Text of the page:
Notarization of incomplete documents


Persida Acosta

Dear PAO,
The lawyer of our neighbor notarized a document with incomplete details, which is now the subject of our neighbor’s problem. Our neighbor also found out that he did not fully accomplish the details about the said document in his notarial register, which casted doubt in our neighbor’s credibility over a certain transaction. Can my neighbor’s lawyer be held accountable for this?
Sincerely yours,

Dear Tiwi,
Considering your concerns, the case of Spouses Chambon vs Atty. Ruiz (AC No. 11478, September 5, 2017) penned by Associate Justice Noel Tijam, could shed light in your predicament. It clearly stated:
“We emphasize that Section 5 of Rule IV of the 2004 Rules provides:

Sec. 5. False or Incomplete Certificate. – A notary public shall not:

(a) execute a certificate containing information known or believed by the notary to be false.

(b) affix an official signature or seal on a notarial certificate that is incomplete.”

xxx xxx xxx

Rule VI -Notarial Register Sec. 1. Form of Notarial Register. – (a) A notary public shall keep, maintain, protect and provide for lawful inspection as provided in these Rules, a chronological official notarial register of notarial acts consisting of a permanently bound book with numbered page.
xx xx

SEC. 2. Entries in the Notarial Register. – (a) For every notarial act, the notary shall record in the notarial register at the time of notarization the following:

(1) the entry number and page number;

(2) the date and time of day of the notarial act;

(3) the type of notarial act;

(4) the title or description of the instrument, document or proceeding;

(5) the name and address of each principal;

(6) the competent evidence of identity as defined by these Rules if the signatory is not personally known to the notary;

(7) the name and address of each credible witness swearing to or affirming the person’s identity;

(8) the fee charged for the notarial act;

(9) the address where the notarization was performed if not in the notary’s regular place of work or business; and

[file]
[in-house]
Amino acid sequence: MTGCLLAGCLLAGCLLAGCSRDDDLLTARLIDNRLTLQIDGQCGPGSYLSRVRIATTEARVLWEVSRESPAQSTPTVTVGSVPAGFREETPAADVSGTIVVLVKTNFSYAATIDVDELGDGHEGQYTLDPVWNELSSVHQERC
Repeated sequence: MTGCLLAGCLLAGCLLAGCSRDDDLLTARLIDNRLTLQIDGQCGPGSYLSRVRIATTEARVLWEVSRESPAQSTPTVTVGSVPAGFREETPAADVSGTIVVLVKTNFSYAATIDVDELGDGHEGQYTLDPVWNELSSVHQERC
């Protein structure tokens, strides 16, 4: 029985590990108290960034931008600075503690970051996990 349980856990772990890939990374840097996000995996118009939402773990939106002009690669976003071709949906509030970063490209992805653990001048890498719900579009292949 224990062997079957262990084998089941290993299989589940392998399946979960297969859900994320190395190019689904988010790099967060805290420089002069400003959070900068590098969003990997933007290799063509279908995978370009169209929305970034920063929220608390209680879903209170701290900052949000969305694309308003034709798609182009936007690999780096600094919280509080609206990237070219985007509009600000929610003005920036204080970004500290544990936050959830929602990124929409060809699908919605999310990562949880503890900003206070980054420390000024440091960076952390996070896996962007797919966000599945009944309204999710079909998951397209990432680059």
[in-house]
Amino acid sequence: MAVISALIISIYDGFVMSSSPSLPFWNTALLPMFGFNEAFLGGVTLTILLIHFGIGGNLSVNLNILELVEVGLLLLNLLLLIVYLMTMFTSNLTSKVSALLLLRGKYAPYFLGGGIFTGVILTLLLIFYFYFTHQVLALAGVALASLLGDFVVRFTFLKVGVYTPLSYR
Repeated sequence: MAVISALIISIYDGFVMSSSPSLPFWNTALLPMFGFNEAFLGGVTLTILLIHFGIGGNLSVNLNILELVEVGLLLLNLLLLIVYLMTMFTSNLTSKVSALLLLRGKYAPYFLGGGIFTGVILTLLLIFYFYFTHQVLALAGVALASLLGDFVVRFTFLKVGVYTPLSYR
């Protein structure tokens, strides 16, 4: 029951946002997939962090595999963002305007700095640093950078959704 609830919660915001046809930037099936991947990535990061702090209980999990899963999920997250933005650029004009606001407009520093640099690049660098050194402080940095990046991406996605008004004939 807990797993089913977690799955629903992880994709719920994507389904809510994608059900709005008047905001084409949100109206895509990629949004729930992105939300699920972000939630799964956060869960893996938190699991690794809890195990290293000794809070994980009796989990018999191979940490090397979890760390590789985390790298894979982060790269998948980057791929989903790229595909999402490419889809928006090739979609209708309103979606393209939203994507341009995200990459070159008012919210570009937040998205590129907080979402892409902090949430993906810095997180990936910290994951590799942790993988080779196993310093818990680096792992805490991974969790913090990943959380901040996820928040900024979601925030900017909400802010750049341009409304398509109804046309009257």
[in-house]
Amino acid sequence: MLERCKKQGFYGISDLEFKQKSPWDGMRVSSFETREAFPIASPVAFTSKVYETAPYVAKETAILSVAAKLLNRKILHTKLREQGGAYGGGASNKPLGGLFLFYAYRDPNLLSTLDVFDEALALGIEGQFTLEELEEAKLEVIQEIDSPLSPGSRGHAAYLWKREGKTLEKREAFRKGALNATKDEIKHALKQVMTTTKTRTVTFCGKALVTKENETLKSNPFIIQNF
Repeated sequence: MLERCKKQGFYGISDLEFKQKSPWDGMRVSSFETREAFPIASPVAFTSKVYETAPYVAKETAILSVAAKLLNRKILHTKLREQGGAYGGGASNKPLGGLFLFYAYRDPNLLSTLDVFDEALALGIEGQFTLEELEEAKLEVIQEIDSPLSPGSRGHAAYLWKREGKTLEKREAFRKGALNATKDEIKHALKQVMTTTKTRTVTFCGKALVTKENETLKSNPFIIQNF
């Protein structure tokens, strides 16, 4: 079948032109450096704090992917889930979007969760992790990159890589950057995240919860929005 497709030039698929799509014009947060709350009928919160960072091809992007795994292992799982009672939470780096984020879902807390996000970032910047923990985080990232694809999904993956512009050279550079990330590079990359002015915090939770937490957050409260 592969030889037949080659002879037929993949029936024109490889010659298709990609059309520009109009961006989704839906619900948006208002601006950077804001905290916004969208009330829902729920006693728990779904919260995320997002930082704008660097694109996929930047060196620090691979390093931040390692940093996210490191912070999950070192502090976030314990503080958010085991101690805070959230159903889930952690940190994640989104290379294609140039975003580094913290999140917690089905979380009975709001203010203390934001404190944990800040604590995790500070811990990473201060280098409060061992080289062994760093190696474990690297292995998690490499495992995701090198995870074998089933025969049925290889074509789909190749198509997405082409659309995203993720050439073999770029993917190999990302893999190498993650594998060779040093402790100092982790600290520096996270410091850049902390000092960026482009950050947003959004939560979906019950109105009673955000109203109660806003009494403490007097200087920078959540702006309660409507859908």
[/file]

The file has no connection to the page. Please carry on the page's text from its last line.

(10) any other circumstance the notary public may deem of significance or relevance.

(b) A notary public shall record in the notarial register the reasons and circumstances for not completing a notarial act.

Here, it is undisputed that the respondent’s Notarial Register did not bear the details pertaining to said Notice of Loss/Affidavit of Loss. To exculpate himself from liability, he attributed negligence and omission on the part of his secretary who prepared the same.

On this note, We reiterate that a notary public is personally accountable for all entries in his notarial register. He cannot relieve himself of this responsibility by passing the buck to his secretary. The act of recording such entries in the Notarial Register is part and parcel of the duties of a notary public. Keeping in mind the nature of a notary public’s responsibility, the respondent should not have shifted such responsibility to his office secretary and allowed her to make such pertinent entries.”

Undoubtedly, the lawyer of your neighbor was negligent of his duties as a commissioned notary public. Based on the above-discussion, his commission may be revoked and be suspended or accordingly disciplined by the Supreme Court.

We hope that we were able to answer your queries. Please be reminded that this advice is based solely on the facts you have narrated and our appreciation of the same. Our opinion may vary when other facts are changed or elaborated.

Editor’s note: Dear PAO is a daily column of the Public Attorney’s Office. Questions for Chief Acosta may be sent to


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